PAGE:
Teacher of the Year Finalist: The arts helps kids discover how to make their mark

Posted: Sunday, October 03, 2010

Glacier Valley Elementary School is rich in new and recognized art programs that are aimed at helping children better learn all foundation skills, and one of the key figures in that effort is one of three finalists for Alaska's Teacher of the Year award.

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Michael Penn / Juneau Empire
Michael Penn / Juneau Empire

Lorrie Heagy, librarian and music teacher, has either spearheaded or been actively involved in bringing music and art related programs into everyday teaching at Glacier Valley -specifically programs associated with Art is Elementary. Those efforts are possible by large community support and involvement - not only financially but also by community members sharing their artistic gifts with students.

Heagy started with the Juneau School District at Juneau Community Charter School, which has an arts-based learning program. She decided she wanted to bring that to more schools and began working at Glacier Valley in 2002.

Heagy is inspired by seeing all students access learning opportunities they may not always get, that are possible by collaborative efforts of teachers, parents and community members.

"When teachers partner with colleagues and community members to integrate the arts into their instruction, they are creating classrooms that forge multiple pathways for learning, develop creative and critical thinking skills and encourage young people to express their talents and communicate their ideas in different ways," she said. "Through this rich artistic process where school and life intersect, students discover who they can become and how they can make their unique mark on this world."

The arts are another avenue for students to understand core subjects they may be struggling with and helps them to be engaged in what they're doing, Heagy said.

Heagy said when she was in elementary school, playing the piano helped give her confidence to overcome shyness and master subjects she struggled with, like reading. In junior high, she said music helped her get through dealing with cliques who placed priorities on who wore trendy clothing brands.

"It led me to small school families where friendships were built upon common interests like singing, after-school plays and early-morning band practice," Heagy said. "School had life!"

Heagy started Art is Elementary at Glacier Valley, which won the Kennedy Center's Creative Ticket National School of Distinction Award. Thirty-four elementary students traveled to Washington, D.C. to perform "Tides and the Tempest" a convergence of Tlingit and Shakespearean cultures by Dave Hunsaker.

Two programs, Morning Musicians and ballroom dancing, Heagy started as part of Art is Elementary, have since gone district-wide. Heagy has also instituted guitar club, drumming club, clay club, drama, integrated drama and arts at Glacier Valley. Her school also was the first non-New York school Carnegie Hall partnered with. Carnegie Hall enhanced the music program and donated wood recorders.

Local artists teach or help teach the topics. The program serves as professional development for the teacher and the artist as they both learn from each other. Other goals of the program are to improve school climate, build partnerships with families and community, make arts education a funding priority, and encourage team teaching.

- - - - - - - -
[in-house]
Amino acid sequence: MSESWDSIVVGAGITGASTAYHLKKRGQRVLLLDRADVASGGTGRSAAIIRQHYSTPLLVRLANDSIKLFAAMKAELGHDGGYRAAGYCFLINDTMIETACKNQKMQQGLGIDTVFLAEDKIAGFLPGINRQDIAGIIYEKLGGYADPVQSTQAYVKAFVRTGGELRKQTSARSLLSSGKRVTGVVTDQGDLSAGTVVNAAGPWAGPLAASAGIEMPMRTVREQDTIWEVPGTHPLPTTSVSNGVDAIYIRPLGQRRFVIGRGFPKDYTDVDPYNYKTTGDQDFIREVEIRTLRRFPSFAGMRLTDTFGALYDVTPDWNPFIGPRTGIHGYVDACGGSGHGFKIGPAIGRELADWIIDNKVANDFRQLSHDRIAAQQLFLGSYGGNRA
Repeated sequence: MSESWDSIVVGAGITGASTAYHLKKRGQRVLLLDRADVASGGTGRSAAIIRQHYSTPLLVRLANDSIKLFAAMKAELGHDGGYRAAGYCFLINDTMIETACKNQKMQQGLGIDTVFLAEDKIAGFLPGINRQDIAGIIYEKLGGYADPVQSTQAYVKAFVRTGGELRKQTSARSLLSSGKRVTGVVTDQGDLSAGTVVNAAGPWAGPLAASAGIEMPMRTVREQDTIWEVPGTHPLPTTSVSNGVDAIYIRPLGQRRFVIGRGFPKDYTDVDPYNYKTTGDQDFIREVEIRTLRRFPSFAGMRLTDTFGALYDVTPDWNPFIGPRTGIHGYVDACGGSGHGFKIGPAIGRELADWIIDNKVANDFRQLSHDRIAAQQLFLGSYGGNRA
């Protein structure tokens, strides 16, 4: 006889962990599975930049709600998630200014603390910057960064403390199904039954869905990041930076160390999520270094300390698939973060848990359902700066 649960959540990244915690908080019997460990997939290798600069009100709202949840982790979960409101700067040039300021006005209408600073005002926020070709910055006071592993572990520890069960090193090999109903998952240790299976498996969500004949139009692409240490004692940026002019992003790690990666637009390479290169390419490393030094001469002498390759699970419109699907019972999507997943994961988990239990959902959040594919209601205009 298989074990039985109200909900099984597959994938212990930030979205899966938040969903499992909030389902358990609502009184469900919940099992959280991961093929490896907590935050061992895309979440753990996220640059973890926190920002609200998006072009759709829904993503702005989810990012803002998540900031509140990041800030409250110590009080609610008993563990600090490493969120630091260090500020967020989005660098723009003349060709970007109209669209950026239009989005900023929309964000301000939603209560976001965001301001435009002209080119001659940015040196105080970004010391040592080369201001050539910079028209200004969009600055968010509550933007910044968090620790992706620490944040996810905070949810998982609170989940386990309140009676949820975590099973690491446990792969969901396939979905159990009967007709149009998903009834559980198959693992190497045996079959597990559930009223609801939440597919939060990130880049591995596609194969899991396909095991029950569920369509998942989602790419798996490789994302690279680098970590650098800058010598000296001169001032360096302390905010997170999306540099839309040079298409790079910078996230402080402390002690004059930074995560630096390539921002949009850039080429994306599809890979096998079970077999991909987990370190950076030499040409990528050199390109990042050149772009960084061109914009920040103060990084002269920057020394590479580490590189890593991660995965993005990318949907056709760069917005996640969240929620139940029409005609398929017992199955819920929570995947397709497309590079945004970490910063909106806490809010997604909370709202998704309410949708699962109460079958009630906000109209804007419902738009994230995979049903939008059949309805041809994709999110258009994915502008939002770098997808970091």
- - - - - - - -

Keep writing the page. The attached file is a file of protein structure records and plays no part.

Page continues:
Heagy works with teachers to integrate the arts into everyday core subjects or lessons. She teaches general music, band, violin, recorder and library skills for kindergarten through fifth grades and integrates the arts with literature-based activities.

Heagy recently was one of the inaugural members of the Abreu Fellows, where she spent time in Venezuela and Scotland learning about a violin program called El Sistema. Heagy implemented Juneau Alaska Music Matters, based on El Sistema, this year for kindergartners at Glacier Valley.

Heagy also teaches at the University of Alaska Southeast for its Basic Arts Summer Institutes for Alaskan teachers.

"I'm honored to represent the Juneau School District where I have benefited from working alongside knowledgeable and passionate colleagues," Heagy said of the recognition for being a finalist for Teacher of the Year.

Principal Ted Wilson said he is excited for Heagy.

"And I am not really surprised because she is a dynamo and is a mover and a shaker, a collaborator," he said. "She enjoys what she does, is energetic and has a lot of ideas that she's able to put into action. She's able to get teams of people to work together to bring new things to kids. Really, her goals in teaching are to offer students things that will both improve their success at school and to improve their life in general."

Wilson said he and others in the school have always seen Heagy as someone who's always trying to find new things to help students grow.

"She had already been recognized as an Abreu Fellow and doing the El Sistema work nationally," he said. "So for us it's a recognition of what we already see in Lorrie. That she's a great teacher and collaborator and somebody that should be recognized for what she does to work with kids."

The two other finalists for the state award are Linda Jo Klapperich, a language arts and reading teacher at Palmer Junior Middle School; and Trevor Townsend, who was a secondary English teacher in the Bristol Bay Borough School District when he was nominated. The winner is expected to be announced in November.

For more information on Art is Elementary go to http://bit.ly/cWlMte.

• Contact Sarah Day at 523-2279 or at sarah.day@juneauempire.com.



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